To Time or Not to Time? (Part 2)

If factor-timing has any place at all in a portfolio, it will be important to keep factor tilts modest to maintain diversification.

Alex Bryan 15.11.2018
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It is well-established that valuations can predict long-term asset returns (lower valuations are associ­ated with higher future returns). This is true of asset classes, individual securities, and portfolios of securities. But that does not necessarily mean that valuations are an effective timing signal. For example, the U.S. stock market has been trading well above its historical average cyclically adjusted price/earnings ratio, or CAPE (based on data from 1880), since 2010. However, anyone who acted on that information—trimming or liquidating their U.S. stock allocation—probably regretted it, as the market delivered strong performance from January 2010 through August 2018 despite its seemingly high valuation. 

If using valuations to time the market is hard, using them to time factors might be even harder, as Cliff Asness and his colleagues at AQR argue in their paper, “Contrarian Factor Timing is Deceptively Difficult.”3 That’s because turnover in these portfolios reduces the predictive power of their valuations, as many of the current holdings may not stay in the portfolio long. Portfolio-level valuations are particularly unreli­able for high-turnover strategies like momentum.

The relationship between valuations and factor perfor­mance is probably modest at best. In a previous article,4 I found that there was a moderate positive relationship between the valuation spread of the value and growth stocks, small- and large-cap stocks, and the performance of the value and small-cap factors over the next five years, based on data from June 1987 through August 2016. However, much of this effect can be attributed to extreme valuation spreads and subsequent reversals in 1999 and 2000. Additionally, the results were mixed for quality, and I did not find a significant relationship between the valuation spreads for the low-volatility and momentum factors over the market and their future performance.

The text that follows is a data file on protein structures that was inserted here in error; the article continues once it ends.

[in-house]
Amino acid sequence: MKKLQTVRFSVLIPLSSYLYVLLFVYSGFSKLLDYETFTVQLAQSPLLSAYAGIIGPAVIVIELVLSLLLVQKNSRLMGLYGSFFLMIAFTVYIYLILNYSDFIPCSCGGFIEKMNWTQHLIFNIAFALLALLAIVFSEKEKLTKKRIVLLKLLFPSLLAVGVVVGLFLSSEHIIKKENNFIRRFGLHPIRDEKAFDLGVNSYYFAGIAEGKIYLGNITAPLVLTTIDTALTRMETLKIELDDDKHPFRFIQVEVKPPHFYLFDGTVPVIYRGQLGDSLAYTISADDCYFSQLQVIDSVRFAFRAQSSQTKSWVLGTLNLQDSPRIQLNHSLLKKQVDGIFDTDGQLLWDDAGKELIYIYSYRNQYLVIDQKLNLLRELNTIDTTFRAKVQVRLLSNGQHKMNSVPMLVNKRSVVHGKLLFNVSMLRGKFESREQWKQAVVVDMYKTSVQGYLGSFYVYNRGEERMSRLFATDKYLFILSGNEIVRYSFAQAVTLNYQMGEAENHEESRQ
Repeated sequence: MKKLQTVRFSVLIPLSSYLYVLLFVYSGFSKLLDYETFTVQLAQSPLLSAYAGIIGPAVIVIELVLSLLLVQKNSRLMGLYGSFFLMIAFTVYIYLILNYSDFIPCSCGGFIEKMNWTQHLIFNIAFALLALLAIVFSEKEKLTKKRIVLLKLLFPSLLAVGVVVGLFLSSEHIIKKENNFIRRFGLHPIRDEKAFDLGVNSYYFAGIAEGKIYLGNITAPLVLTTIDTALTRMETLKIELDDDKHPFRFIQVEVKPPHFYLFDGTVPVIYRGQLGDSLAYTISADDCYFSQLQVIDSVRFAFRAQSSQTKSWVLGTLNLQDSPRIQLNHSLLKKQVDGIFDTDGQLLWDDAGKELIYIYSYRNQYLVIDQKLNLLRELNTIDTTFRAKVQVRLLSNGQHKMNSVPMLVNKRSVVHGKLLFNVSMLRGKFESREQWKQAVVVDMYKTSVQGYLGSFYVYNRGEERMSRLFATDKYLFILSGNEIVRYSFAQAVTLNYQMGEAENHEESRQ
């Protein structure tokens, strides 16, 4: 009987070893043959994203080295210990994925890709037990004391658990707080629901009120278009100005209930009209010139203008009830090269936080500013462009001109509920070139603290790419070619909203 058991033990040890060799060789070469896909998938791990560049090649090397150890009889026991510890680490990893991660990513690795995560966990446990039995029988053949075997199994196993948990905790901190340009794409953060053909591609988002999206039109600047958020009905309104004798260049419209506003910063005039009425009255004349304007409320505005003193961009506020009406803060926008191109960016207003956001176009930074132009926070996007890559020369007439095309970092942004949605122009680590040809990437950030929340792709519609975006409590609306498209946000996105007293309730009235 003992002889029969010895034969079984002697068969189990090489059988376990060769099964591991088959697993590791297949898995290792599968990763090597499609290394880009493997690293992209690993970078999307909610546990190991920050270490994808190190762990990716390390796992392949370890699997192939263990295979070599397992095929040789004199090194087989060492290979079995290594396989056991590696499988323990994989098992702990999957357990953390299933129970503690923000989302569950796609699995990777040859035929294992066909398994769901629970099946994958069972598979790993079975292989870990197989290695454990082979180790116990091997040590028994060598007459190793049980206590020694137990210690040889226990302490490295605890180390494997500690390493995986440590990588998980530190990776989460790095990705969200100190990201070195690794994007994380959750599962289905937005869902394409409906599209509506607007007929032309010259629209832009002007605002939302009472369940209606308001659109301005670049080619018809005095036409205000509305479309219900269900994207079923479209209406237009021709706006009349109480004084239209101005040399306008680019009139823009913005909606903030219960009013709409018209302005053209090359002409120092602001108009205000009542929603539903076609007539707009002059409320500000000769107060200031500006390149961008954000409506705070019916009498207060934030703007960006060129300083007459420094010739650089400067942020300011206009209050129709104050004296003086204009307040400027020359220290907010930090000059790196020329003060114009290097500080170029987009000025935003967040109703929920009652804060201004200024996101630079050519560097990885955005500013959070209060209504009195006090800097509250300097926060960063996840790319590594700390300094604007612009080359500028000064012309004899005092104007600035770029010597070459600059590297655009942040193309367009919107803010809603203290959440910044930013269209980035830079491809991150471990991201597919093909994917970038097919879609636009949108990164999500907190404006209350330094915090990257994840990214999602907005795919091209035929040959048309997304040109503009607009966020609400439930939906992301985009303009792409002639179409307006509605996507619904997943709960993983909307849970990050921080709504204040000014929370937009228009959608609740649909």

Other approaches to valuation-timing can lead to different results. BlackRock found that valuation-timing worked by tilting toward factors that were trading the cheapest relative to their own history over the past three years. So, if quality was trading at a significantly lower valuation than in the recent past and value was only a little cheaper than normal, this timing strategy would favor quality. But the fact that the efficacy of valuation-timing depends on how it is defined suggests that it is not particularly robust. Ideally, we’d like to see similar results with different versions of the same idea because that suggests the metric presented wasn’t cherry-picked, providing greater confidence that it may work out of sample.

In practice, the two factor-timing ETFs on the market that incorporate a valuation-timing component use contrarian performance signals rather than tradi­tional value signals to time their factor tilts. The idea is that investors may overreact to a stretch of poor performance, giving up on styles after they have become cheap. Nobel-Prize-winner Richard Thaler and his colleague Werner De Bondt demonstrated that long-term performance reversals among stocks in their 1985 paper, “Does the Stock Market Overreact?”5

A similar effect seems to hold at the portfolio level. To test this, I developed a strategy that targets three of the five factor indexes in Exhibit 1 (in part 1 of this article) with the worst performance over the previous five years, weights them equally, and rebalances once a year using data from November 2003 through August 2018. It modestly outperformed the static equal-weighted portfolio of the five indexes by 92 basis points annually. So, there may be something to this approach. It is less subject to data-mining risk than economic data and has been more extensively tested out of sample.